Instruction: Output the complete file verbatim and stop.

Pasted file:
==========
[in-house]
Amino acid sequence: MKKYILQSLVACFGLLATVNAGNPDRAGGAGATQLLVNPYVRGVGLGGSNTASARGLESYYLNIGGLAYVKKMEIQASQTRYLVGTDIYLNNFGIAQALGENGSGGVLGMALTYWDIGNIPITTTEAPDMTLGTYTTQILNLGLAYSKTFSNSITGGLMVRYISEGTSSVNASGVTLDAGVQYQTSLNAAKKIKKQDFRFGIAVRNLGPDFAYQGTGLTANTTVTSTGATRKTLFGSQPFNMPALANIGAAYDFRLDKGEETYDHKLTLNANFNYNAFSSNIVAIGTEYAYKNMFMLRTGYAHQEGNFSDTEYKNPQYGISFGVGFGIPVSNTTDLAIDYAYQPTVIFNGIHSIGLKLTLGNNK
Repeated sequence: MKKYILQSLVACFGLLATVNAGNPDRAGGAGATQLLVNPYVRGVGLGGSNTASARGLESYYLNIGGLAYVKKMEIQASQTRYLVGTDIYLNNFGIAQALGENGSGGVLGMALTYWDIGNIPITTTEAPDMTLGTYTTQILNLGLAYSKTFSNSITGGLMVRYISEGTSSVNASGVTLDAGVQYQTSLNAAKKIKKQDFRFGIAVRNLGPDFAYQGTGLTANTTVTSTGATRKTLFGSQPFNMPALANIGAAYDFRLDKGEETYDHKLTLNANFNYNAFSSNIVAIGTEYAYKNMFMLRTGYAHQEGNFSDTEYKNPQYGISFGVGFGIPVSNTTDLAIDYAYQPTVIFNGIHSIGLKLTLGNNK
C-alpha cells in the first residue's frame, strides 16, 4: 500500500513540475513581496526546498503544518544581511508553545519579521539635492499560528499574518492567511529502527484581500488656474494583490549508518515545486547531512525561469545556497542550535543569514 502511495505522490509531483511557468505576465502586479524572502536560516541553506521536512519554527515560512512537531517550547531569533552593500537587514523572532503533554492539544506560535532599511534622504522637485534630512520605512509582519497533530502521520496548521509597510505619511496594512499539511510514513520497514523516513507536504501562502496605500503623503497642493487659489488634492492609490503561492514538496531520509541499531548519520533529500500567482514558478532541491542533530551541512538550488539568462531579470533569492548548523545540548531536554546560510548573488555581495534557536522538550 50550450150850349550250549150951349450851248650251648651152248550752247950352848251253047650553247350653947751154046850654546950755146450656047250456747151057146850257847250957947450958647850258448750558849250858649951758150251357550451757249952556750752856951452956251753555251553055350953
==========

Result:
[in-house]
Amino acid sequence: MKKYILQSLVACFGLLATVNAGNPDRAGGAGATQLLVNPYVRGVGLGGSNTASARGLESYYLNIGGLAYVKKMEIQASQTRYLVGTDIYLNNFGIAQALGENGSGGVLGMALTYWDIGNIPITTTEAPDMTLGTYTTQILNLGLAYSKTFSNSITGGLMVRYISEGTSSVNASGVTLDAGVQYQTSLNAAKKIKKQDFRFGIAVRNLGPDFAYQGTGLTANTTVTSTGATRKTLFGSQPFNMPALANIGAAYDFRLDKGEETYDHKLTLNANFNYNAFSSNIVAIGTEYAYKNMFMLRTGYAHQEGNFSDTEYKNPQYGISFGVGFGIPVSNTTDLAIDYAYQPTVIFNGIHSIGLKLTLGNNK
Repeated sequence: MKKYILQSLVACFGLLATVNAGNPDRAGGAGATQLLVNPYVRGVGLGGSNTASARGLESYYLNIGGLAYVKKMEIQASQTRYLVGTDIYLNNFGIAQALGENGSGGVLGMALTYWDIGNIPITTTEAPDMTLGTYTTQILNLGLAYSKTFSNSITGGLMVRYISEGTSSVNASGVTLDAGVQYQTSLNAAKKIKKQDFRFGIAVRNLGPDFAYQGTGLTANTTVTSTGATRKTLFGSQPFNMPALANIGAAYDFRLDKGEETYDHKLTLNANFNYNAFSSNIVAIGTEYAYKNMFMLRTGYAHQEGNFSDTEYKNPQYGISFGVGFGIPVSNTTDLAIDYAYQPTVIFNGIHSIGLKLTLGNNK
C-alpha cells in the first residue's frame, strides 16, 4: 500500500513540475513581496526546498503544518544581511508553545519579521539635492499560528499574518492567511529502527484581500488656474494583490549508518515545486547531512525561469545556497542550535543569514 502511495505522490509531483511557468505576465502586479524572502536560516541553506521536512519554527515560512512537531517550547531569533552593500537587514523572532503533554492539544506560535532599511534622504522637485534630512520605512509582519497533530502521520496548521509597510505619511496594512499539511510514513520497514523516513507536504501562502496605500503623503497642493487659489488634492492609490503561492514538496531520509541499531548519520533529500500567482514558478532541491542533530551541512538550488539568462531579470533569492548548523545540548531536554546560510548573488555581495534557536522538550 50550450150850349550250549150951349450851248650251648651152248550752247950352848251253047650553247350653947751154046850654546950755146450656047250456747151057146850257847250957947450958647850258448750558849250858649951758150251357550451757249952556750752856951452956251753555251553055350953